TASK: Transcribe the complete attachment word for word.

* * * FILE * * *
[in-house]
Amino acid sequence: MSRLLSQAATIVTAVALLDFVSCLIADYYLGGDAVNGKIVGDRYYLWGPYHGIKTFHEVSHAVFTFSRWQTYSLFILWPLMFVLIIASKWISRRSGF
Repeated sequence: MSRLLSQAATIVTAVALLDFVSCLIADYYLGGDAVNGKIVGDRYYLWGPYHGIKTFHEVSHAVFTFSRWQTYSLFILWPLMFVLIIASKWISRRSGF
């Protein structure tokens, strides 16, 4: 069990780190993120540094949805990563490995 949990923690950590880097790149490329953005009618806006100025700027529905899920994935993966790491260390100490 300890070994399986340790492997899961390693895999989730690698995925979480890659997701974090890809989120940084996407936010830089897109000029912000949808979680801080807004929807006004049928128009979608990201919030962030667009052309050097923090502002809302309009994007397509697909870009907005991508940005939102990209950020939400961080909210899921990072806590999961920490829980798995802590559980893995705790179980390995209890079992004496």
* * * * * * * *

[in-house]
Amino acid sequence: MSRLLSQAATIVTAVALLDFVSCLIADYYLGGDAVNGKIVGDRYYLWGPYHGIKTFHEVSHAVFTFSRWQTYSLFILWPLMFVLIIASKWISRRSGF
Repeated sequence: MSRLLSQAATIVTAVALLDFVSCLIADYYLGGDAVNGKIVGDRYYLWGPYHGIKTFHEVSHAVFTFSRWQTYSLFILWPLMFVLIIASKWISRRSGF
């Protein structure tokens, strides 16, 4: 069990780190993120540094949805990563490995 949990923690950590880097790149490329953005009618806006100025700027529905899920994935993966790491260390100490 300890070994399986340790492997899961390693895999989730690698995925979480890659997701974090890809989120940084996407936010830089897109000029912000949808979680801080807004929807006004049928128009979608990201919030962030667009052309050097923090502002809302309009994007397509697909870009907005991508940005939102990209950020939400961080909210899921990072806590999961920490829980798995802590559980893995705790179980390995209890079992004496």